I learned a valuable lesson as Comedor developed from an idea to a reality to a miraculously (almost) smoothly running organization. Ok, it rarely runs smoothly. The kids cry, there’s no more salt, the designated mother couldn’t come because her baby is sick, or she has to hand-wash the laundry at the river, or (yay!) she found a job. But it is being run by and for the community. And the lesson I learned, uneasily, was to not worry about running smoothly, and to depend on my community. Support came in unexpected ways – from illiterate, abused, ignored people, and from 9-year olds who weren’t in school, and from businesses that were struggling to pay their rent. I learned to accept their support and honor it. And it didn’t stop a business transaction. Through seeking and accepting support for Comedor, I became really good friends with people whom I’d otherwise not talk to, learned to love them and let them love me.
I hope that Comedor continues flourishing now that I’m back in the States and offering support from a distance. My original idea of finding an NGO to partner with is finally becoming a reality, and we are in the process of developing Comedor into a legal, non-profit organization here in the US and in Honduras to make plans for growth a reality. The future is bright for Comedor, but only because of its foundation in the local community of Talanga. The struggle to open and develop Comedor has challenged me, taught me, and transformed me. I have learned that a project without community and love is empty. Donations to Comedor Infantil Pasionista can be made via the Passionist Volunteers International. Checks can be made out to Passionist Volunteers International and mailed to Fr. Lucian Clark, CP, Passionist Volunteers International, 526 Monastery Place,Union City, NJ 07087. Please write “Comedor Infantil” in the memo line.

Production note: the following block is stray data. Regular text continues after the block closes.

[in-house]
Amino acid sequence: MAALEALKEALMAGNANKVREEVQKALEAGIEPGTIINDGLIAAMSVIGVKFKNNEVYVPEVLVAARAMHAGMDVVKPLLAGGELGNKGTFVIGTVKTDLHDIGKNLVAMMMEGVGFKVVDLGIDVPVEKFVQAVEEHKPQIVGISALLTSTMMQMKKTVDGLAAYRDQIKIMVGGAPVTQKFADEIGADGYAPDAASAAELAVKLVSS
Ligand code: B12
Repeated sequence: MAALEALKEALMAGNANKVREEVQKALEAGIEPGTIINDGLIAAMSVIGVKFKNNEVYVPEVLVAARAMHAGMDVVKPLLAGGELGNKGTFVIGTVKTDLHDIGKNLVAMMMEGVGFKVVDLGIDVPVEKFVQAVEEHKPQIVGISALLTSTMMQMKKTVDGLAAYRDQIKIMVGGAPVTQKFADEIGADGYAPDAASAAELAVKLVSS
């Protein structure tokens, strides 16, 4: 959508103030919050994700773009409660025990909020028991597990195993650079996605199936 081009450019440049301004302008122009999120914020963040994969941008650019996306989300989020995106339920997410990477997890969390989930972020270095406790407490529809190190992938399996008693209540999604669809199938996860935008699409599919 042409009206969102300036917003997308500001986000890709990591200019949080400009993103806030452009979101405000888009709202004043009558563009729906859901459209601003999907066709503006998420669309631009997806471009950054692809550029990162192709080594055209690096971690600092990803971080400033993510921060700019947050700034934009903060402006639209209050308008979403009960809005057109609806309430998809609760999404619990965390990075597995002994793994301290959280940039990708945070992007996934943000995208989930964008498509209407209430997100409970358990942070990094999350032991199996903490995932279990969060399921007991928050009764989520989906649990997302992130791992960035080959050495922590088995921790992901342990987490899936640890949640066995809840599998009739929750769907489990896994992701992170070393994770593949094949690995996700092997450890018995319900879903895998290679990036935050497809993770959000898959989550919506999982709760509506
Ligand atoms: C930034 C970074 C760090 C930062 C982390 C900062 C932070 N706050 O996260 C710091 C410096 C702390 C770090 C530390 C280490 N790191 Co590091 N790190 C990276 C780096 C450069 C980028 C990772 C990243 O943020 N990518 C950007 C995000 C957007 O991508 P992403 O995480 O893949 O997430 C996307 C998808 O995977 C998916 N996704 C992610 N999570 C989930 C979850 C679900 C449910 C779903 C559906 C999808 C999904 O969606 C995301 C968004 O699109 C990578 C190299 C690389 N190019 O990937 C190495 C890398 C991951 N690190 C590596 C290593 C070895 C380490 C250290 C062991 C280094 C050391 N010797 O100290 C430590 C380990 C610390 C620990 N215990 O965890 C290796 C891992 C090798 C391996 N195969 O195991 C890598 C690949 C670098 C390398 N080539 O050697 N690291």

[blockquote class=blue]From River Journal…
Carolyn Plunkett grew up in Tarrytown with her parents and four siblings. She graduated from Georgetown University in 2009 with a degree in Philosophy. Carolyn was in Honduras from August 2009 to August 2010; her year was sponsored by Passionist Volunteers International, a small Catholic church-based volunteer program. She is now pursuing a PhD in Philosophy at the Graduate Center at the City University of New York, and is back living in Tarrytown.[/blockquote]